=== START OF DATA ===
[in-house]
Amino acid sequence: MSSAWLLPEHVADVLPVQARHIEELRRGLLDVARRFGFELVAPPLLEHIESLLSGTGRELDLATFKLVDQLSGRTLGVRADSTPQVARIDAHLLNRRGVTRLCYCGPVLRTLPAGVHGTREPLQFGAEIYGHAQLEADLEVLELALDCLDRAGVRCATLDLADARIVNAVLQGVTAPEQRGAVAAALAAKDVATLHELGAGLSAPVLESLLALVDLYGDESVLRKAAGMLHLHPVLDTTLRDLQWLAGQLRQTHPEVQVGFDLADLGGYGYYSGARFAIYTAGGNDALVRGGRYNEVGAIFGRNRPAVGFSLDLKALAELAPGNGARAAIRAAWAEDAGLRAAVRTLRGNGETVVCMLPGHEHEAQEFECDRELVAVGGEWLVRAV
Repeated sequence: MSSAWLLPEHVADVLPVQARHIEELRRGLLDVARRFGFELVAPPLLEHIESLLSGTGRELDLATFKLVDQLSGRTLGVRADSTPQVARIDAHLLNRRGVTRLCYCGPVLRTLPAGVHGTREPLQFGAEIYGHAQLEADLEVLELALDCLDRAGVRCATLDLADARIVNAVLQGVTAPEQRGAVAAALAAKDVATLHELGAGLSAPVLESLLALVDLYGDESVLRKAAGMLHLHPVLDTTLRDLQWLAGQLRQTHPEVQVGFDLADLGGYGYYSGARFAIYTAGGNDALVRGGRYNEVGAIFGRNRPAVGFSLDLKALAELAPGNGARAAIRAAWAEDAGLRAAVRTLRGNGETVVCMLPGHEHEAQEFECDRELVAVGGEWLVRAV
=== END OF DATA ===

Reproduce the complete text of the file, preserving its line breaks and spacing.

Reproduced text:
[in-house]
Amino acid sequence: MSSAWLLPEHVADVLPVQARHIEELRRGLLDVARRFGFELVAPPLLEHIESLLSGTGRELDLATFKLVDQLSGRTLGVRADSTPQVARIDAHLLNRRGVTRLCYCGPVLRTLPAGVHGTREPLQFGAEIYGHAQLEADLEVLELALDCLDRAGVRCATLDLADARIVNAVLQGVTAPEQRGAVAAALAAKDVATLHELGAGLSAPVLESLLALVDLYGDESVLRKAAGMLHLHPVLDTTLRDLQWLAGQLRQTHPEVQVGFDLADLGGYGYYSGARFAIYTAGGNDALVRGGRYNEVGAIFGRNRPAVGFSLDLKALAELAPGNGARAAIRAAWAEDAGLRAAVRTLRGNGETVVCMLPGHEHEAQEFECDRELVAVGGEWLVRAV
Repeated sequence: MSSAWLLPEHVADVLPVQARHIEELRRGLLDVARRFGFELVAPPLLEHIESLLSGTGRELDLATFKLVDQLSGRTLGVRADSTPQVARIDAHLLNRRGVTRLCYCGPVLRTLPAGVHGTREPLQFGAEIYGHAQLEADLEVLELALDCLDRAGVRCATLDLADARIVNAVLQGVTAPEQRGAVAAALAAKDVATLHELGAGLSAPVLESLLALVDLYGDESVLRKAAGMLHLHPVLDTTLRDLQWLAGQLRQTHPEVQVGFDLADLGGYGYYSGARFAIYTAGGNDALVRGGRYNEVGAIFGRNRPAVGFSLDLKALAELAPGNGARAAIRAAWAEDAGLRAAVRTLRGNGETVVCMLPGHEHEAQEFECDRELVAVGGEWLVRAV